Shi Chen became even more confident to explore gender issues after coming to Boston. What gave him inspiration was not only how LGBTQ communities live here, but also how people outside the community treated them.
“It’s really hard to have blessings and understandings from another group, especially in Asian countries, let alone from the seniors in one’s family whose conventional idea is strong,” Shi Chen says. In Taiwan, he says it felt like being in a zoo with all the strange stares, but the hardest part was dealing with family. Shi Chen has seen many gay people marry female partners and have children because of the unbearable pressure from their families, but says he would never do it.
Though determined not to date any woman or accept dates arranged by his family, Shi Chen hasn’t come out to his parents. He says he’s waiting for a perfect time when he can afford his own life and deal with the emotions.
“You must give your parents some time to take care of their own feelings and pressure,” he says. “You learn to accept each other at the same time.”
With no one to help in his own family, Shi Chen has found new families in Boston. In one group organized by LGBTQ individuals, he met friends who are like him and found a strong sense of belonging. They chatted casually in bars and shared emails about everything from new girlfriends to work promotions; it makes Shi Chen happy to share those insignificant things with a community that he belongs to.
It’s also about guidance. What Shi Chen has found most enlightening are the group mentors who have stable careers and families and still find the time to give him advice when he is in need. With no seniors in his family to give guidance like that, he’s become close to his mentors. “They showed me a model of what I’ll become in 10 years,” Shi Chen says.
Inspired by this experience, Shi Chen plans to organize a similar support group back in Taiwan, and to become a mentor for young people there who are confused and stressed about their gender identities as he used to be.
In May, Taiwan legalized same-sex marriage after years of efforts by LGBTQ activists. Shi Chen is looking forward to the change when he goes back to Taiwan, though he knows that it will take a long time for the society to accept gay marriage. I ask about his dreams: “To be myself and have a normal life as everyone else.
“You have to find happiness in your life on your own.”
A better community
Gift has been a babysitter in Boston for 10 years. As a lesbian, she has always been treated well by the children and parents in her employer’s family. Luckier than many LGBTQ people in similar situations, Gift, who is Thai, has always had support from family and friends—experiences that gave her the confidence and inspiration to organize the Thailand Pride Parade, the first Thai LGBTQ community involvement with the Boston Pride Parade.
As an organizer with the Thai Organization of Boston, Gift has organized a lot of cultural events and performances. She noticed that a lot of performers are LGBTQ people and are pretty open to expressing themselves on stage, which has provided opportunities to show people outside of the Thai community their lively group of LGBTQ members.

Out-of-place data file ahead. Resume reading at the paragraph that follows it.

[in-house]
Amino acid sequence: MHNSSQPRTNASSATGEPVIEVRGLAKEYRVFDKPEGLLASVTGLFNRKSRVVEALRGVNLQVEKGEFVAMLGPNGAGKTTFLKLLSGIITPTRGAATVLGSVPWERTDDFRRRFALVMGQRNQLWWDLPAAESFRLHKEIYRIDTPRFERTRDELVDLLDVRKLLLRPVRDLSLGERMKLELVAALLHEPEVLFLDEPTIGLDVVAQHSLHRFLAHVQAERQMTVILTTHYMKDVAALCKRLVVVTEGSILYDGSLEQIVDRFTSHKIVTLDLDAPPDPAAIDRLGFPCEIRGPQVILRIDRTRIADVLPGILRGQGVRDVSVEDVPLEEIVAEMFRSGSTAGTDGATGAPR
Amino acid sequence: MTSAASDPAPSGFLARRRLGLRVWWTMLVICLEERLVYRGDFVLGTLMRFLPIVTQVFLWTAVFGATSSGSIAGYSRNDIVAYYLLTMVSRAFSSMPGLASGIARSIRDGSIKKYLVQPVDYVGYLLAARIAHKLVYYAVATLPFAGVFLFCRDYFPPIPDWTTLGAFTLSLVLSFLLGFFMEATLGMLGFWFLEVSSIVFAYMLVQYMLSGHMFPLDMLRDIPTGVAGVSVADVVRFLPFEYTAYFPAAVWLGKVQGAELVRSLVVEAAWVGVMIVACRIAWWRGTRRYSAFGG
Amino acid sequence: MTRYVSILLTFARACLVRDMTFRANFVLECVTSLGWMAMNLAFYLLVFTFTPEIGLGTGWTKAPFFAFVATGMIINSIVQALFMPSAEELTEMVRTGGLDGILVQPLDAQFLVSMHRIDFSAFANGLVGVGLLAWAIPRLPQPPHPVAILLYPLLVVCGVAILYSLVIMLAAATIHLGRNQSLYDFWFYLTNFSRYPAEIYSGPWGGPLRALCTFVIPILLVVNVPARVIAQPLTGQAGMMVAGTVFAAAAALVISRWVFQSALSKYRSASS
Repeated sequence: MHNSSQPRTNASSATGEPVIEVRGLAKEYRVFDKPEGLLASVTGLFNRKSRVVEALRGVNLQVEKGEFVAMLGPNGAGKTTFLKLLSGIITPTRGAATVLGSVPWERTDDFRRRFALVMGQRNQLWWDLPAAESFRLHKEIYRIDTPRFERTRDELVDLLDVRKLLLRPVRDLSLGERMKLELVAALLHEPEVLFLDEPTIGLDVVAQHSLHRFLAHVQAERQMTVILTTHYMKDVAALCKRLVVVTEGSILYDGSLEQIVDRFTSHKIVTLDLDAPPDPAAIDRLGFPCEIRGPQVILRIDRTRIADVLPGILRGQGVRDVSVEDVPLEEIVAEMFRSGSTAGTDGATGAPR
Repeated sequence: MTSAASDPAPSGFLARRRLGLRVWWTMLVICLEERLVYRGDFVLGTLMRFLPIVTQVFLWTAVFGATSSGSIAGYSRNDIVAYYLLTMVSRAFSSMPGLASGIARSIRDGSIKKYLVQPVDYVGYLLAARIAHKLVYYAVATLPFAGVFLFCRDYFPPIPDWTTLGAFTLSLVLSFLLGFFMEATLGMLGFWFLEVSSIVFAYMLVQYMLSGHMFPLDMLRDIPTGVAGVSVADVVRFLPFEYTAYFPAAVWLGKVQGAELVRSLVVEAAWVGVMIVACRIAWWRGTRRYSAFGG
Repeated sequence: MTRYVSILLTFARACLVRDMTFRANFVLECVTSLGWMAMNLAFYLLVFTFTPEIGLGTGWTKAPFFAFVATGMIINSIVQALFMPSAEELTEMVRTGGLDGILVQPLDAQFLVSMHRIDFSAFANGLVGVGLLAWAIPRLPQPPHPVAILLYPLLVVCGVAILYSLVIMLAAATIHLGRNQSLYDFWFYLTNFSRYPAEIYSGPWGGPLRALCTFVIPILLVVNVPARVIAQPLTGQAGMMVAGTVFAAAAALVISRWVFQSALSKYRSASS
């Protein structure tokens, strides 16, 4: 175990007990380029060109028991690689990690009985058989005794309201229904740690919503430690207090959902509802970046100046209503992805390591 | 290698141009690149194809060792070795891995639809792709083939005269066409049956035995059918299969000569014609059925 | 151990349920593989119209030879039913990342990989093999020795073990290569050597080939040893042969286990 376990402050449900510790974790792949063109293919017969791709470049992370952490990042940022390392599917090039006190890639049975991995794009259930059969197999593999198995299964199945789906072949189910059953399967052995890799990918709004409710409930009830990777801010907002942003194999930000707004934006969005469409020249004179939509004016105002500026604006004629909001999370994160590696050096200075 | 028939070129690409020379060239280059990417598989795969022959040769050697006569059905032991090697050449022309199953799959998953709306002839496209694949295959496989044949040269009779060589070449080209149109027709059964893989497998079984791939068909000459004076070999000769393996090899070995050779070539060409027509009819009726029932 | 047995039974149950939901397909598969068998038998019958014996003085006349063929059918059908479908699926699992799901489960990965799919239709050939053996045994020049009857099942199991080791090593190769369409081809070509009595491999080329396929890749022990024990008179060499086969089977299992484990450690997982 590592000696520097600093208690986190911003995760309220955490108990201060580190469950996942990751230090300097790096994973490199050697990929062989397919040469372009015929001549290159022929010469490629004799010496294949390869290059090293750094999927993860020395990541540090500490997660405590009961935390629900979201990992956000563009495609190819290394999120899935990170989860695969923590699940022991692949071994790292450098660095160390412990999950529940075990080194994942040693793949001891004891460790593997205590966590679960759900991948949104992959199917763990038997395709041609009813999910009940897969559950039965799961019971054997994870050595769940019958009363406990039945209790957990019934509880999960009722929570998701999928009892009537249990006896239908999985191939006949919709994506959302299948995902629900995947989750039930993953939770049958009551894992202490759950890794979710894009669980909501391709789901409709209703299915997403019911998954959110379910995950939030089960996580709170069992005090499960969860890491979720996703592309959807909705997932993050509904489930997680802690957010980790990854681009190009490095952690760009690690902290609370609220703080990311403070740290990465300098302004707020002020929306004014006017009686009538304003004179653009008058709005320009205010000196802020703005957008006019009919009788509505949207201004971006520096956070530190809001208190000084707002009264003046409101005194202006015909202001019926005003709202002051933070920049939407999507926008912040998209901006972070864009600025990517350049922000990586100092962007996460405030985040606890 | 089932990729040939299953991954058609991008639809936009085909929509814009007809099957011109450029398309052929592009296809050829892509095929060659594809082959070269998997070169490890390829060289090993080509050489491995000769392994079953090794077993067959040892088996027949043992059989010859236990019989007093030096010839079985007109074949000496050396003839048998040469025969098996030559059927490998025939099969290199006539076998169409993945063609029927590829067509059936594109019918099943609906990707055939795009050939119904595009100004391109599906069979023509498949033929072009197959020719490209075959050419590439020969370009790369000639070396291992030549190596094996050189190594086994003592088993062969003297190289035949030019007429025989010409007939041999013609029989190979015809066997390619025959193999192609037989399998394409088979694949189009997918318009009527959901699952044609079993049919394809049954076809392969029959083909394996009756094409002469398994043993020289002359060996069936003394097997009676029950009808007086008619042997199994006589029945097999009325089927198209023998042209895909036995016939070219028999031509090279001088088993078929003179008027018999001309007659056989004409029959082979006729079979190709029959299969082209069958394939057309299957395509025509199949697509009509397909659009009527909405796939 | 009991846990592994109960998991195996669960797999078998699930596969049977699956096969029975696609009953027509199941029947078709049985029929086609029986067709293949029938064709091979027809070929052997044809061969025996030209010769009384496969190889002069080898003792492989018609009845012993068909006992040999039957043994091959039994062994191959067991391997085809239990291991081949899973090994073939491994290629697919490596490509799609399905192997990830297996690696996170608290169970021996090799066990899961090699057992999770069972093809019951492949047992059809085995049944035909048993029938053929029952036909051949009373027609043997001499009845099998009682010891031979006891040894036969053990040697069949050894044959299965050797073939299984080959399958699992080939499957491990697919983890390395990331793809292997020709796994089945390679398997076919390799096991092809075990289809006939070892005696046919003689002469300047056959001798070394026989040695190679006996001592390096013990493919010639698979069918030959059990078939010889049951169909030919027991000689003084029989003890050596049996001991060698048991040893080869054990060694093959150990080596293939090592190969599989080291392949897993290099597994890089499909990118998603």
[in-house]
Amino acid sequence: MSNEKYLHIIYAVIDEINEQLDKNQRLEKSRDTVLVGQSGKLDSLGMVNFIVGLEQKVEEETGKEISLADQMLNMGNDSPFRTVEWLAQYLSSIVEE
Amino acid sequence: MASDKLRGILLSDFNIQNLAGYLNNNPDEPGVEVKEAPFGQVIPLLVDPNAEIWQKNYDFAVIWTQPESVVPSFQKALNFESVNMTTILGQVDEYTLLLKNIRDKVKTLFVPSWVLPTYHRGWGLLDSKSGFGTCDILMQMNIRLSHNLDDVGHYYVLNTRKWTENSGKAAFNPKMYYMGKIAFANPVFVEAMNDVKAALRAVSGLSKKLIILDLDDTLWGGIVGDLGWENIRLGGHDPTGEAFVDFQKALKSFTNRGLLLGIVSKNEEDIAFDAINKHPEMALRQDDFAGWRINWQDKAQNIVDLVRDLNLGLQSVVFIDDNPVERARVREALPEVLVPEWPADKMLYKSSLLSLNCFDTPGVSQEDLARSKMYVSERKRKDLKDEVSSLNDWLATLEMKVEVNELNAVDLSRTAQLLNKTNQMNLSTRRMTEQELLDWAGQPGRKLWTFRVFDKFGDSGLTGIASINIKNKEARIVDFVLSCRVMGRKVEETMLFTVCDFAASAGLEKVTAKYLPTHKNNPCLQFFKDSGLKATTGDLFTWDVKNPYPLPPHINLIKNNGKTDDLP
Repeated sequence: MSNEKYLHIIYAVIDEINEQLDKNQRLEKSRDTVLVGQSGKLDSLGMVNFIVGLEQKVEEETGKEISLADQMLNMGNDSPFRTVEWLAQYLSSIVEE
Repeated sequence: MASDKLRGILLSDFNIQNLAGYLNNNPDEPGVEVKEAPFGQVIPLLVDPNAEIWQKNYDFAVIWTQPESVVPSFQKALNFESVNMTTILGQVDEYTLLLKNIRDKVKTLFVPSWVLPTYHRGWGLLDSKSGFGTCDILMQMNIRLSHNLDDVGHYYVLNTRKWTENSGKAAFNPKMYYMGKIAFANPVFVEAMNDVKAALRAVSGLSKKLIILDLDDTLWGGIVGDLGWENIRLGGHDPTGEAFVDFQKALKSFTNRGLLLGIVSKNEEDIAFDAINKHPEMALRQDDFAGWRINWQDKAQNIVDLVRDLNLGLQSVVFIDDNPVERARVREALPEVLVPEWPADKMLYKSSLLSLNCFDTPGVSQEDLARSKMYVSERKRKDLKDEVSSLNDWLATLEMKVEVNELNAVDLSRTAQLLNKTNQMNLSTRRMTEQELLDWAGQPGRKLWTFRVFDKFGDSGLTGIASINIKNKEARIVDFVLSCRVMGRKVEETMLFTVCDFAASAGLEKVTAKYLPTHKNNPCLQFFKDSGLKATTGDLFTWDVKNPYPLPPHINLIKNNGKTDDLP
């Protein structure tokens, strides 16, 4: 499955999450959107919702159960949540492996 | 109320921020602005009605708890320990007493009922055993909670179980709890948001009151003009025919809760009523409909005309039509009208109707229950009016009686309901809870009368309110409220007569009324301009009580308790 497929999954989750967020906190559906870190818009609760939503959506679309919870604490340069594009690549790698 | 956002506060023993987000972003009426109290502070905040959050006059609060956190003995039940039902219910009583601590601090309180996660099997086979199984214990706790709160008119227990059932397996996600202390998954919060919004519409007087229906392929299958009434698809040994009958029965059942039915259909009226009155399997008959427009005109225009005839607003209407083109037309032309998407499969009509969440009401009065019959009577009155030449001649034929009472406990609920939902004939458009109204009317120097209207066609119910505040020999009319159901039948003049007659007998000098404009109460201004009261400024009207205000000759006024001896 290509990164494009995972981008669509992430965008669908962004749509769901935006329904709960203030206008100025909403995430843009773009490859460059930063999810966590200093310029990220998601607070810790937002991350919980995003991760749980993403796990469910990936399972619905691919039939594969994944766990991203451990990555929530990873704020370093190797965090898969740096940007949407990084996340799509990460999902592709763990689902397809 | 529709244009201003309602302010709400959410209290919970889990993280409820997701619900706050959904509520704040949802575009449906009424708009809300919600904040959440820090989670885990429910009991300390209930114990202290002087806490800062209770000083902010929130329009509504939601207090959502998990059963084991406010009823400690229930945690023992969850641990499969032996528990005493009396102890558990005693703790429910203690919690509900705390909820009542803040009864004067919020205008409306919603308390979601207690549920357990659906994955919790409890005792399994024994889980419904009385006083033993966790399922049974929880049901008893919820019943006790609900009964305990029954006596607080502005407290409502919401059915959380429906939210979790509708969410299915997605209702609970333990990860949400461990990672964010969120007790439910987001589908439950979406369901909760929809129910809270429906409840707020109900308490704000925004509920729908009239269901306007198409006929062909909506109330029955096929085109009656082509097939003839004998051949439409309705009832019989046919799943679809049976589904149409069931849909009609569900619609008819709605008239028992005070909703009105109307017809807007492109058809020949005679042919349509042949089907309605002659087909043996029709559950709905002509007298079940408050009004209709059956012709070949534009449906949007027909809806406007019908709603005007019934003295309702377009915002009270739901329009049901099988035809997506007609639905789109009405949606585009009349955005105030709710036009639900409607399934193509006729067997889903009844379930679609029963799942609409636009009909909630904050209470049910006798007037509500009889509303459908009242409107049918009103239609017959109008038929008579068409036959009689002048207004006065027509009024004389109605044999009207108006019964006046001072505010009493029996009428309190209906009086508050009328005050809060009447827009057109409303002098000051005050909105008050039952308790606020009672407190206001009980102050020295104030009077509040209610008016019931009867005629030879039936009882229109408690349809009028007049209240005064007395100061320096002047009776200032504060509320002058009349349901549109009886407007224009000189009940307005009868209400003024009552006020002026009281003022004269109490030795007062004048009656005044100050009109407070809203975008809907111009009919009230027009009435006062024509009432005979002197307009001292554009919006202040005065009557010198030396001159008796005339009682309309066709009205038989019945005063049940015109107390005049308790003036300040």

With a strong sense of community among Thai LGBTQ people, Gift says that members of her group may be more open to coming out than people from some other Asian countries—the partial result, she says, of a changing popular culture in Thailand in recent years. In Boston, they’re also raising their profile; for this year’s Pride festivities, they had an official sponsor, costumes representing different regions of Thailand, and about 20 people on the route. It’s a good start, and Gift says they will likely have an even bigger turnout next year.
The Boston area has the fifth-largest population of LGBTQ people in the United States at about 5%. As a city rich in immigrants and international students, however, we seldom hear the voice of international communities that intersect. Some may even question if they exit.
They do. Though faced with funding challenges, there are even groups like Gift’s that specifically organize around related causes and cooperate with other LGBTQ outfits to help promote equal rights internationally, share stories from different countries, and, most importantly of all, form a support structure. For those abroad and struggling with gender and racial identity questions, these organizations provide a home.
With a preparation team of only 15 people, Boston Taiwanese for Equality showed up with about 100 participants at the Boston Pride Parade this year. With a rainbow balloon of six letters reading “TAIWAN” in the front, they headed on and handed out rainbow flags and medals—all prepared by volunteers—to passersby.
“Taiwan people like to take part in social events,” one of the organizers said. In 2018, about 50 people joined the parade. This year, the number doubled.
Beyond the parade, activists are connecting with other Taiwan groups in New York, San Francisco, and DC to learn how to organize events and share resources.
“It’s like rolling the snow ball,” the organizer added. “In many conservative Asian countries, the LGBTQ culture is suppressed. We hope the Asian international students and immigrants who come to Boston can be themselves and have discussion freely. That’s what we’re trying to help with in their duration here.
“The most important thing is about collaboration. If each of us would contribute a bit to this group, as we all have different specialties and resources, we’ll make it a better community.”
This article was produced in collaboration with the Boston Institute for Nonprofit Journalism, and also published in Chinese in Sampan. To see more reporting like this, you can support future efforts by visiting givetobinj.org.